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Frankenstein, the Baroness, and the Climate Refugees of 1816

Western Europe’s last famine began 200 years ago this summer when crops failed, causing farms and businesses to fail, which led to hordes of starving refugees wandering across the continent looking for relief. “The Year Without a Summer,” as 1816 is known, was caused by global air pollution in the wake of the 1815 eruption of Mount Tambora. It was in this gloomy setting that 18-year-old Mary Godwin spent the summer with her lover Percy Shelley and several others at Lake Geneva and wrote Frankenstein. The novel has been analyzed as an amazing cautionary tale about the clash between science and ethics, but it also speaks to the experience of the suffering refugees of the time.    

Shelley’s miserable Creature, in the context of the 1816 worldwide climate shock, appears less like a symbol of technological overreach than a figure for the despised and desperate refugees crowding Switzerland’s market towns that year. Eyewitness accounts frequently refer to how hunger and persecution “turned men into beasts”, how fear of famine and disease-carrying refugees drove middle-class citizens to demonize these suffering masses as sub-human parasites, and turn them away in horror and disgust. Two hundred years on, in a summer of more record temperatures, and worldwide droughts, when refugees once again stream across the borders of German-speaking Europe, can we really afford to ignore this reading of Frankenstein as a climate change novel? The novel is a cultural treasure, but it doesn’t belong behind a glass case. It’s alive, like the monster itself. It’s on the loose in our world and our minds, stoking our darkest terrors. Shelley’s untameable tale of human pathos, suffering, and destruction is headline news: on the TV and internet, in a million images, filling well-fed, well-housed citizens with horror.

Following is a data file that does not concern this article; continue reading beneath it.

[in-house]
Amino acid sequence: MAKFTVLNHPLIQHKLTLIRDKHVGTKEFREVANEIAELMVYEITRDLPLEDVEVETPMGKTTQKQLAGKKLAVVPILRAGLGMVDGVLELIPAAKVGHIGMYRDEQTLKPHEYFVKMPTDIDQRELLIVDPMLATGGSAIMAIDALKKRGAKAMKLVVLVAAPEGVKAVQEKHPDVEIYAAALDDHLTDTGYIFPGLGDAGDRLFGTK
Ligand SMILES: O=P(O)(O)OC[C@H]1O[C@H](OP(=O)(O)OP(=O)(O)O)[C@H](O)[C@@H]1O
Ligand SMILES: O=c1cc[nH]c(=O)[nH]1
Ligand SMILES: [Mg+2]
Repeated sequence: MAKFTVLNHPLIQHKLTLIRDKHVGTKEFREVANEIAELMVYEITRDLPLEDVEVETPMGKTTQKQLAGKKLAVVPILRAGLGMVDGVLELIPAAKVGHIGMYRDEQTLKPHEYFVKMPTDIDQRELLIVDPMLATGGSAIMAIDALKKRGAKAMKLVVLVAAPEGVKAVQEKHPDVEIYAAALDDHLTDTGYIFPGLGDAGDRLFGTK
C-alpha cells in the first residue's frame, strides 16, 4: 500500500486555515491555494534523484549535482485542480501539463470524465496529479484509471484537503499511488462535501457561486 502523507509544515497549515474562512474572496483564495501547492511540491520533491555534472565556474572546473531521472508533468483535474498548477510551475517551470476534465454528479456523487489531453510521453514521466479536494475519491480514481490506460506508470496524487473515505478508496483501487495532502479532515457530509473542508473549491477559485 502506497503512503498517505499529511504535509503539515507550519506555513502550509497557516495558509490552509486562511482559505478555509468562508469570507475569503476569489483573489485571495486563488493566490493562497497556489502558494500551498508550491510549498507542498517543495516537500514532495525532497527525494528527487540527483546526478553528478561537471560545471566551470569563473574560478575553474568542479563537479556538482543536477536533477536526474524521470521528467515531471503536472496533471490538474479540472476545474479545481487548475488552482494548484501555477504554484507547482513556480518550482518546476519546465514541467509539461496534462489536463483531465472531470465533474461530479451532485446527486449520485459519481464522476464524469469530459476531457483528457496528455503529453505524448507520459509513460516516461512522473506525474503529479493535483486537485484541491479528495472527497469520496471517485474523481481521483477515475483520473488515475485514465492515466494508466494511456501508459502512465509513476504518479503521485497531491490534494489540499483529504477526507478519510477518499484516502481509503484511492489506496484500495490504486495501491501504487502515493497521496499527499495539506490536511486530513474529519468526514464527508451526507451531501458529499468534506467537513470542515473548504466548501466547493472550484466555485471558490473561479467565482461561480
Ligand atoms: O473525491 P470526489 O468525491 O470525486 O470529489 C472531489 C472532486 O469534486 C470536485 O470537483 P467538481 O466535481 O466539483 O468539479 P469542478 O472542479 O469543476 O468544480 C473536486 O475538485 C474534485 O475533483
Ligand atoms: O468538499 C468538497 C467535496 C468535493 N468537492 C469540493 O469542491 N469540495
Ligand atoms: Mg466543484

To get a taste of what the Year Without a Summer did to everyday folk, author Gillen D’Arcy Wood looks at the account of a very real humanitarian of that era, Baroness Krüdener, and her attempts to feed the refugees, which only angered the locals. Read about the humanitarian crisis that contributed to the creation of Frankenstein at the Public Domain Review.

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